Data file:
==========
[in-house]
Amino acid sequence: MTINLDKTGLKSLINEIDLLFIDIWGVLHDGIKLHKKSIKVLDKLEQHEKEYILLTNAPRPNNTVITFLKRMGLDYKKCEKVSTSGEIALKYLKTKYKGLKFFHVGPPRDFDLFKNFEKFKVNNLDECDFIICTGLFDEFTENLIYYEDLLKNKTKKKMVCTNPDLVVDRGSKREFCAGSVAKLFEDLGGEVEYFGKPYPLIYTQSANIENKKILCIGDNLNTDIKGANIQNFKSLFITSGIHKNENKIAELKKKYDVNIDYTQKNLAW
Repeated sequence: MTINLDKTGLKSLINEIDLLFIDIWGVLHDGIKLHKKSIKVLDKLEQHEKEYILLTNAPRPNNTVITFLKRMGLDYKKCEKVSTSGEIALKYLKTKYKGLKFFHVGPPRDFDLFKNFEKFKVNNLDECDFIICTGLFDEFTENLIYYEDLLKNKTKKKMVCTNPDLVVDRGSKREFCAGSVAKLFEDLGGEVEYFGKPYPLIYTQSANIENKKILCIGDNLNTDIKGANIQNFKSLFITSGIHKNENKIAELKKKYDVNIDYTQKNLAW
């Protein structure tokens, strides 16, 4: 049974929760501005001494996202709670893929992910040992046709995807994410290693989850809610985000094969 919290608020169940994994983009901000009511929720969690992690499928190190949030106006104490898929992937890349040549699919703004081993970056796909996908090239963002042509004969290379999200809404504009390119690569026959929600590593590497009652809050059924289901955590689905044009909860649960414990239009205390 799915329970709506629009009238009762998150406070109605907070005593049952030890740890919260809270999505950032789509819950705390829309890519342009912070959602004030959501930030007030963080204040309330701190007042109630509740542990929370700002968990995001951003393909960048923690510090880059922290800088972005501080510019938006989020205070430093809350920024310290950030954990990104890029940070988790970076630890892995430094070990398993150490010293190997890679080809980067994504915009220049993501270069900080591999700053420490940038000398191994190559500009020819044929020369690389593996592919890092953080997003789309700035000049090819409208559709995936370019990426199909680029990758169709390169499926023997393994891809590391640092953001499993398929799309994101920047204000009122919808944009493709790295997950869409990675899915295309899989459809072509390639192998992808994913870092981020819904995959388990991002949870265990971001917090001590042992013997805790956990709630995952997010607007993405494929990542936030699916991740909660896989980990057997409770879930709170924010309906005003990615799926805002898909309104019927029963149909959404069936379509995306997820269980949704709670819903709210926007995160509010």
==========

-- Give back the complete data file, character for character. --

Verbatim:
[in-house]
Amino acid sequence: MTINLDKTGLKSLINEIDLLFIDIWGVLHDGIKLHKKSIKVLDKLEQHEKEYILLTNAPRPNNTVITFLKRMGLDYKKCEKVSTSGEIALKYLKTKYKGLKFFHVGPPRDFDLFKNFEKFKVNNLDECDFIICTGLFDEFTENLIYYEDLLKNKTKKKMVCTNPDLVVDRGSKREFCAGSVAKLFEDLGGEVEYFGKPYPLIYTQSANIENKKILCIGDNLNTDIKGANIQNFKSLFITSGIHKNENKIAELKKKYDVNIDYTQKNLAW
Repeated sequence: MTINLDKTGLKSLINEIDLLFIDIWGVLHDGIKLHKKSIKVLDKLEQHEKEYILLTNAPRPNNTVITFLKRMGLDYKKCEKVSTSGEIALKYLKTKYKGLKFFHVGPPRDFDLFKNFEKFKVNNLDECDFIICTGLFDEFTENLIYYEDLLKNKTKKKMVCTNPDLVVDRGSKREFCAGSVAKLFEDLGGEVEYFGKPYPLIYTQSANIENKKILCIGDNLNTDIKGANIQNFKSLFITSGIHKNENKIAELKKKYDVNIDYTQKNLAW
């Protein structure tokens, strides 16, 4: 049974929760501005001494996202709670893929992910040992046709995807994410290693989850809610985000094969 919290608020169940994994983009901000009511929720969690992690499928190190949030106006104490898929992937890349040549699919703004081993970056796909996908090239963002042509004969290379999200809404504009390119690569026959929600590593590497009652809050059924289901955590689905044009909860649960414990239009205390 799915329970709506629009009238009762998150406070109605907070005593049952030890740890919260809270999505950032789509819950705390829309890519342009912070959602004030959501930030007030963080204040309330701190007042109630509740542990929370700002968990995001951003393909960048923690510090880059922290800088972005501080510019938006989020205070430093809350920024310290950030954990990104890029940070988790970076630890892995430094070990398993150490010293190997890679080809980067994504915009220049993501270069900080591999700053420490940038000398191994190559500009020819044929020369690389593996592919890092953080997003789309700035000049090819409208559709995936370019990426199909680029990758169709390169499926023997393994891809590391640092953001499993398929799309994101920047204000009122919808944009493709790295997950869409990675899915295309899989459809072509390639192998992808994913870092981020819904995959388990991002949870265990971001917090001590042992013997805790956990709630995952997010607007993405494929990542936030699916991740909660896989980990057997409770879930709170924010309906005003990615799926805002898909309104019927029963149909959404069936379509995306997820269980949704709670819903709210926007995160509010």